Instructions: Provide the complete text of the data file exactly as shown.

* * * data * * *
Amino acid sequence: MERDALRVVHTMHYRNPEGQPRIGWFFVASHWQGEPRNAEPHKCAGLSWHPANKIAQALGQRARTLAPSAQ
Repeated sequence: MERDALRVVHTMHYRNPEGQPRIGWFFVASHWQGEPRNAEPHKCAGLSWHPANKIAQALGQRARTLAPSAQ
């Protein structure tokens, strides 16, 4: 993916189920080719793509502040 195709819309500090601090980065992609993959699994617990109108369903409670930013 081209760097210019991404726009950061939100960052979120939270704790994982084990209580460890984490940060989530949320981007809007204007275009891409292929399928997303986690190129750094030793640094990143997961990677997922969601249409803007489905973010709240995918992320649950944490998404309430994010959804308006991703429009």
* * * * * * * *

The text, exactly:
Amino acid sequence: MERDALRVVHTMHYRNPEGQPRIGWFFVASHWQGEPRNAEPHKCAGLSWHPANKIAQALGQRARTLAPSAQ
Repeated sequence: MERDALRVVHTMHYRNPEGQPRIGWFFVASHWQGEPRNAEPHKCAGLSWHPANKIAQALGQRARTLAPSAQ
């Protein structure tokens, strides 16, 4: 993916189920080719793509502040 195709819309500090601090980065992609993959699994617990109108369903409670930013 081209760097210019991404726009950061939100960052979120939270704790994982084990209580460890984490940060989530949320981007809007204007275009891409292929399928997303986690190129750094030793640094990143997961990677997922969601249409803007489905973010709240995918992320649950944490998404309430994010959804308006991703429009």